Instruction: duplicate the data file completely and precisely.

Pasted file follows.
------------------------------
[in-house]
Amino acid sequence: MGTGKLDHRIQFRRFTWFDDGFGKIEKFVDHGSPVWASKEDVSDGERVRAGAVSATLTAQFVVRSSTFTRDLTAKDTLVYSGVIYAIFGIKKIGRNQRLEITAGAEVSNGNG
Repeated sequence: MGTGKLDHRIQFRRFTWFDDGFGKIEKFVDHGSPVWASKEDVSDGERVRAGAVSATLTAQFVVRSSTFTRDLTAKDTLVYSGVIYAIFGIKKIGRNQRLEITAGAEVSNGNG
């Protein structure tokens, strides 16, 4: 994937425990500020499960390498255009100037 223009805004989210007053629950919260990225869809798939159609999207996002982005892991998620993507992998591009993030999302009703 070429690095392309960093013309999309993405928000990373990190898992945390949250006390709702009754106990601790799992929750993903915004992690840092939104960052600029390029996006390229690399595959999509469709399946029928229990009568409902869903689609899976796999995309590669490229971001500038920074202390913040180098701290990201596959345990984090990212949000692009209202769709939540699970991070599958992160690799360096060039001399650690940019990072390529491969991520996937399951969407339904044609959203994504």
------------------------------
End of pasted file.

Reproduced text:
[in-house]
Amino acid sequence: MGTGKLDHRIQFRRFTWFDDGFGKIEKFVDHGSPVWASKEDVSDGERVRAGAVSATLTAQFVVRSSTFTRDLTAKDTLVYSGVIYAIFGIKKIGRNQRLEITAGAEVSNGNG
Repeated sequence: MGTGKLDHRIQFRRFTWFDDGFGKIEKFVDHGSPVWASKEDVSDGERVRAGAVSATLTAQFVVRSSTFTRDLTAKDTLVYSGVIYAIFGIKKIGRNQRLEITAGAEVSNGNG
């Protein structure tokens, strides 16, 4: 994937425990500020499960390498255009100037 223009805004989210007053629950919260990225869809798939159609999207996002982005892991998620993507992998591009993030999302009703 070429690095392309960093013309999309993405928000990373990190898992945390949250006390709702009754106990601790799992929750993903915004992690840092939104960052600029390029996006390229690399595959999509469709399946029928229990009568409902869903689609899976796999995309590669490229971001500038920074202390913040180098701290990201596959345990984090990212949000692009209202769709939540699970991070599958992160690799360096060039001399650690940019990072390529491969991520996937399951969407339904044609959203994504």